On 06/13/2016 07:09 AM, Florian Weimer wrote:
glibc upstream, during development of the 2.24 release, introduced
symbol versions recvmsg(a)GLIBC_2.24, sendmsg(a)GLIBC_2.24 (and
recvmmsg(a)GLIBC_2.24, sendmmsg(a)GLIBC_2.24 on 64-bit architectures), in
order to fix some minor POSIX compliance issue. (POSIX and the Linux
kernel disagree about the width of some fields in struct msghdr.) These
changes landed in rawhide as part of glibc-2.23.90-19.fc25.
This change caused quite a few issues (chrony stopped building, Address
Sanitizer interception of these functions was affected, probably more).
Considering that the deviation from POSIX was really minor, this was
considered a poor trade-off, and the patch and ABI change was eventually
We cannot implement the ABI reversal immediately in rawhide because that
would break existing binaries, and we don't want to do a bootstrap or
mass rebuild for this. Therefore, glibc-2.23.90-21.fc25 turns the new
symbols into compatibility symbols. As a result, new binaries will be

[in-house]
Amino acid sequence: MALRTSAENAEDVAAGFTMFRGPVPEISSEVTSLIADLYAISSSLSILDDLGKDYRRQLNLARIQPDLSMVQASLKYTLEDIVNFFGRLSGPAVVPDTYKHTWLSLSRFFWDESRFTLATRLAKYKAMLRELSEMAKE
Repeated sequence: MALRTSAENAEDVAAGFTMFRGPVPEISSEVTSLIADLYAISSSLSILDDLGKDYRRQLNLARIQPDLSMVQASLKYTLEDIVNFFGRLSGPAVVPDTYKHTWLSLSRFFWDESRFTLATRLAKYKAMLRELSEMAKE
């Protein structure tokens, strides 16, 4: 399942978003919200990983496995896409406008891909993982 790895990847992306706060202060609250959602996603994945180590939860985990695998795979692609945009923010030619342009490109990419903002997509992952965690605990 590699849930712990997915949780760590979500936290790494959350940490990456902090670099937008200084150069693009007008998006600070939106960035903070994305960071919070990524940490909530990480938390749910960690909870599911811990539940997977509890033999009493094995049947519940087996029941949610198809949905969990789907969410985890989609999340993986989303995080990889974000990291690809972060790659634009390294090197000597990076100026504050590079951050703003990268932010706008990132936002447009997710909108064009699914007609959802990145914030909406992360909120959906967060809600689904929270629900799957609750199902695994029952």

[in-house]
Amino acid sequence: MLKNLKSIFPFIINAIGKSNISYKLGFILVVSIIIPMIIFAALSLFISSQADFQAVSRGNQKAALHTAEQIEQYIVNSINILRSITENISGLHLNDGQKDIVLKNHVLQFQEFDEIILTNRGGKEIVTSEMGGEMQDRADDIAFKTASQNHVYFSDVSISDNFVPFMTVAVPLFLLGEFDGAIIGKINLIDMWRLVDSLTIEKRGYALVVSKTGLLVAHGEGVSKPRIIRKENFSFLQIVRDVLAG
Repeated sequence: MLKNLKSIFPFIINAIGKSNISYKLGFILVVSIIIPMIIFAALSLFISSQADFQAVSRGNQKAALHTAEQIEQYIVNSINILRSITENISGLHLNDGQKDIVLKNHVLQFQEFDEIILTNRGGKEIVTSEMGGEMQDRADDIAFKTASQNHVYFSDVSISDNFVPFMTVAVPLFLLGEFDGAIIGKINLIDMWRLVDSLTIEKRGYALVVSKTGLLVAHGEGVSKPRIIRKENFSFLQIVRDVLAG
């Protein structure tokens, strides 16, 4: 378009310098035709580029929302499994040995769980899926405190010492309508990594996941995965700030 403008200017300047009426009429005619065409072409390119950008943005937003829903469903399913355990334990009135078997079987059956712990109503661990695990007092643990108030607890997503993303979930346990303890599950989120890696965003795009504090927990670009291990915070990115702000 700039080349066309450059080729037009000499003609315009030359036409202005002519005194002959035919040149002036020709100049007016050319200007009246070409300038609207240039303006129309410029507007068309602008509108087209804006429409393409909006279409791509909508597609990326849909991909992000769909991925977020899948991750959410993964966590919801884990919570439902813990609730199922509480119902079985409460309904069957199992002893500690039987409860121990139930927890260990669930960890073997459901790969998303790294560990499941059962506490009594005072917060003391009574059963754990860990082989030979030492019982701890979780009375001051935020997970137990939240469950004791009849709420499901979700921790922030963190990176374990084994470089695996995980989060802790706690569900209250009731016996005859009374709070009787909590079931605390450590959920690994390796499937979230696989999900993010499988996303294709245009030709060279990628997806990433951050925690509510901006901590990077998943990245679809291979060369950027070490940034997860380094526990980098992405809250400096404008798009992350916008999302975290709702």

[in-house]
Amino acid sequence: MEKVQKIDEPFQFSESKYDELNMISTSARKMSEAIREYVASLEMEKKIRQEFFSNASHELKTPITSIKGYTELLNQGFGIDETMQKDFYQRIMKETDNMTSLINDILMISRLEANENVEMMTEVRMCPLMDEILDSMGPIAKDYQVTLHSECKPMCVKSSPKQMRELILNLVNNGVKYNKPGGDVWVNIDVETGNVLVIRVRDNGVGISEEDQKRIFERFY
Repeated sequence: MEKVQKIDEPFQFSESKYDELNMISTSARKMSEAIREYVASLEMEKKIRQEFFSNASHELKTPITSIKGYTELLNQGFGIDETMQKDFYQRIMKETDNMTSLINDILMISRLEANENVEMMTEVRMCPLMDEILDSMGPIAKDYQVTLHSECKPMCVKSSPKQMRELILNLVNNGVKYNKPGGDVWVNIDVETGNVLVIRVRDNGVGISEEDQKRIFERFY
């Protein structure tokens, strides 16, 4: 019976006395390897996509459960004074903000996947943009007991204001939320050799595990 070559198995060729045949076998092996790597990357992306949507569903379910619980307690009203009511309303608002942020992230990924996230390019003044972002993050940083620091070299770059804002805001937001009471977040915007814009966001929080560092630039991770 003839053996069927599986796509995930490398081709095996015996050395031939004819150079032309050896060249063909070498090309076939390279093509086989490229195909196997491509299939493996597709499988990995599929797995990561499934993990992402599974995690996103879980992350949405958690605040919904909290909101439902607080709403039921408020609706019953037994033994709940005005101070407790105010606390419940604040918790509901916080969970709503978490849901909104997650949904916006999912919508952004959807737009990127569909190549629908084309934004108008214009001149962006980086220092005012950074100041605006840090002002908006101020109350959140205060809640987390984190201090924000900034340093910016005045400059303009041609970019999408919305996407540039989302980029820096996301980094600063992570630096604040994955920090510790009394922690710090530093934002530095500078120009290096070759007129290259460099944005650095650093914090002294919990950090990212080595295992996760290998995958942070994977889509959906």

linked against the old symbol versions, as before, and old binaries
continue to work.
I have removed the compatibility symbols from rawhide, after all the
necessary rebuilds happened on primary. I double-checked aarch64,
ppc64, ppc64le, s390x as well and asked for additional rebuilds where
appropriate. (Some packages were built against different glibc versions
than on primary.) As a result, except on ppc64/ppc64le, all compat
symbol references are gone from the build root. ppc64/ppc64le current
has unrelated issues and falls farther and farther beyond primary, which
is why I didn't want to delay the compat removal (and alignment with the
glibc upstream ABI) until ppc64/ppc64le catches up eventually. I do not
expect any problems as long as rebuilds happen roughly in the order they
happened on primary.
Symptoms of an issue related to the compat symbol removal include error
messages about undefined GLIBC_2.24 symbols, particularly sendmsg,
sendmmsg, recvmsg, recvmmsg. RPM dependencies do not express this
information because they are not sufficiently fine-grained.